I think digital distribution is likely going to be the predominant way things happen going forward, but I also believe there is and shall always be a market for that silly, inefficient, utterly human distribution method of "plastic and cardboard." It scratches the itch to gather, to collect, to organize, to build. Showing somebody a long list of titles on Steam or iTunes or the upcoming Xbox One is nowhere near as satisfying to the owner or awe-inspiring to the visitor as showing somebody the shelves you've stuffed with games or CDs or books. And those physical items, rough and inefficient as they may be, have been building connections and creating social networks better than any algorithm or web site you'd care to name for centuries.

I think Microsoft had a chance to create a new sort of digital campfire for the tribe to gather around and they blew it by trying to figure out how to make everybody pay for the "privilege" of being around Microsoft's particular brand of fire.
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Rick Lopez Illustrator, Graphic Designer 4 years ago
"using plastic and cardboard is just plain silly"
Seriously, digital content is pretty easy to pirate, if I want a song or a movie right now I could probably find it for free on the net right now. Games are more tangeble, but all it takes is someone to hack the hardware or emulate it on another hardware and you can virtually have most games.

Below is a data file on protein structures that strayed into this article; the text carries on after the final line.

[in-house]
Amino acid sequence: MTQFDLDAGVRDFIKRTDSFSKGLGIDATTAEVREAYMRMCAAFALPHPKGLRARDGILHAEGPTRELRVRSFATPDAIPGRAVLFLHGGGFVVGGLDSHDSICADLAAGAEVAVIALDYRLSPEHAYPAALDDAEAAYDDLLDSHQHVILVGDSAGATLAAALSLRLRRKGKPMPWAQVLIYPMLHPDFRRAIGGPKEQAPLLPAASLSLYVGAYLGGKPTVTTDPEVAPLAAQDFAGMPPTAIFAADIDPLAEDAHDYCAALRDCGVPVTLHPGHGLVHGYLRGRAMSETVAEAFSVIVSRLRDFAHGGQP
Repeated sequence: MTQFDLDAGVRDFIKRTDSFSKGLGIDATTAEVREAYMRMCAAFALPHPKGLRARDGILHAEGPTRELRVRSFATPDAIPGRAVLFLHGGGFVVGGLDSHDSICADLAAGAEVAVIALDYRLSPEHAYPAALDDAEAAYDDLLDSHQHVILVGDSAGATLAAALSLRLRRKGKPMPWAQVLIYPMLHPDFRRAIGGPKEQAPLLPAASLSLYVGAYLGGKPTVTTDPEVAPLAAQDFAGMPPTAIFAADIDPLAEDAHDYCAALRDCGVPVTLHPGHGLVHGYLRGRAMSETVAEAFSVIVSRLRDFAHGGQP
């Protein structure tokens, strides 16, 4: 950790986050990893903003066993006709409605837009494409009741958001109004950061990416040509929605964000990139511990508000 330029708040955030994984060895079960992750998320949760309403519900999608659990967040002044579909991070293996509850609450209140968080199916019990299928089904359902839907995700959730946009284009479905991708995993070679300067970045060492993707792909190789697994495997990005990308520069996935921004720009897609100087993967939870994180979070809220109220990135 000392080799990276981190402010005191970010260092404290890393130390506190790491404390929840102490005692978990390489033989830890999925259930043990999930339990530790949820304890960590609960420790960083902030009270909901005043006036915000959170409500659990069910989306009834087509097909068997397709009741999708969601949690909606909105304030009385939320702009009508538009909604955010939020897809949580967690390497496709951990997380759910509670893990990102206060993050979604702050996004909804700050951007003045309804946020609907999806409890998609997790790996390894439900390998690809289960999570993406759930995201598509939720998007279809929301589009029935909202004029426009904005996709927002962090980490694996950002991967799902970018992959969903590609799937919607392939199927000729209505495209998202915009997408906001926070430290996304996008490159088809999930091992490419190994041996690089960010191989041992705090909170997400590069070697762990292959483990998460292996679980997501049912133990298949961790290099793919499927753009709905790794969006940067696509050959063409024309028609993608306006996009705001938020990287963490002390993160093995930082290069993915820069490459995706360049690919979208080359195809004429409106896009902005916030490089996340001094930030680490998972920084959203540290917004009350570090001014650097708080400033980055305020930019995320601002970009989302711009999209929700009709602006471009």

But knowing all this I still go out and buy the Blue Ray. I still purchase my songs from websites that offer optimum quality uncompressed PCM format audio files like .AIFF or .WAV files. if I cant buy the CD. Im a DJ. I like buying my music from reliable sources, even when I know I can purchase songs for free. I dont buy .MP3 files. As a DJ, i really like the higher quality of uncompressed audio. Hell... I even still purchase vynil.

But these audio files I purchase have no DRM, Im free to make copies, burn em on CD's convert them to different file formats and listen on any device.

I like that freedom and ease of use. I can use my blu Ray on any player. And finally I feel I own what I spent money on. This chained to the wall product selling business model does not work for me. I find it truly annoying or draconian... I feel like..."I have the money here I am, I want your product, are you gonna sell it to me or not?".

Now a days they want you to spend money on stuff but not really sell it to you, its annoying... and if I cant buy it Ill usually go to netflix and youtube to enjoy these things a different way. But what I truely want is to buy or spend money and own.

Tell me how Xbox1 makes this better and easier.
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Klaus Preisinger Freelance Writing 4 years ago
TV broadcast friendly controls:
Large expressive swiping motions. Grand gestures from one side of the camera shot to the other. Loud, plain English commands. In short, something that looks good on a screen.

Reality Controls:
Tiny finger movements. A thumb on a remote barely moving. A mouseclick covering a height of 1mm. 16 buttons beneath your fingers, inputs indistinguishable to the human observer.

Historically, control schemes worked when they picked up on less muscle movement than the generation before. Here we have Kinect, which asks us to move way more muscles than we are used to. It will work someday, sure. But on that day, it will pick up signs and gestures which are more nimble than a swipe across a two inch smartphone display.

That and the angry growls of your spouse because you are switching back and forth between CoD and a sports broadcast all the time. Xbox understands angry female growl, Xbox turns off now.
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Axel Cushing Freelance Writer 4 years ago